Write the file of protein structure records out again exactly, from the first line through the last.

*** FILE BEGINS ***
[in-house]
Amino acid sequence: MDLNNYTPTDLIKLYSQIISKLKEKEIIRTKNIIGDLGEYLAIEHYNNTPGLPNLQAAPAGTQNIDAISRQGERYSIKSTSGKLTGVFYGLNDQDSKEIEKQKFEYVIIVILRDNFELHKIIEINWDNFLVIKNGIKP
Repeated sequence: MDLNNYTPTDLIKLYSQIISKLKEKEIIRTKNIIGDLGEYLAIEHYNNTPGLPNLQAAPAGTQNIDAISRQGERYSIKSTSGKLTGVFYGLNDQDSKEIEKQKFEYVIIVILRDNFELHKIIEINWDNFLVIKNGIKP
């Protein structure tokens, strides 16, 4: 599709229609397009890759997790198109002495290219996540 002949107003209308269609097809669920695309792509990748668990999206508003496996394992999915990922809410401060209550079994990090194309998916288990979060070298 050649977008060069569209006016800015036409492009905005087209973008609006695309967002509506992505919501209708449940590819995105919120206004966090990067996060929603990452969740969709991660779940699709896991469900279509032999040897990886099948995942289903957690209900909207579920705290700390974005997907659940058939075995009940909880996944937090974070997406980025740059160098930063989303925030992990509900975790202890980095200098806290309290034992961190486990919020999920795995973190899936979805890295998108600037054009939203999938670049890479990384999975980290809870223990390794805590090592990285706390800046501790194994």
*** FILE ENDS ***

[in-house]
Amino acid sequence: MDLNNYTPTDLIKLYSQIISKLKEKEIIRTKNIIGDLGEYLAIEHYNNTPGLPNLQAAPAGTQNIDAISRQGERYSIKSTSGKLTGVFYGLNDQDSKEIEKQKFEYVIIVILRDNFELHKIIEINWDNFLVIKNGIKP
Repeated sequence: MDLNNYTPTDLIKLYSQIISKLKEKEIIRTKNIIGDLGEYLAIEHYNNTPGLPNLQAAPAGTQNIDAISRQGERYSIKSTSGKLTGVFYGLNDQDSKEIEKQKFEYVIIVILRDNFELHKIIEINWDNFLVIKNGIKP
């Protein structure tokens, strides 16, 4: 599709229609397009890759997790198109002495290219996540 002949107003209308269609097809669920695309792509990748668990999206508003496996394992999915990922809410401060209550079994990090194309998916288990979060070298 050649977008060069569209006016800015036409492009905005087209973008609006695309967002509506992505919501209708449940590819995105919120206004966090990067996060929603990452969740969709991660779940699709896991469900279509032999040897990886099948995942289903957690209900909207579920705290700390974005997907659940058939075995009940909880996944937090974070997406980025740059160098930063989303925030992990509900975790202890980095200098806290309290034992961190486990919020999920795995973190899936979805890295998108600037054009939203999938670049890479990384999975980290809870223990390794805590090592990285706390800046501790194994």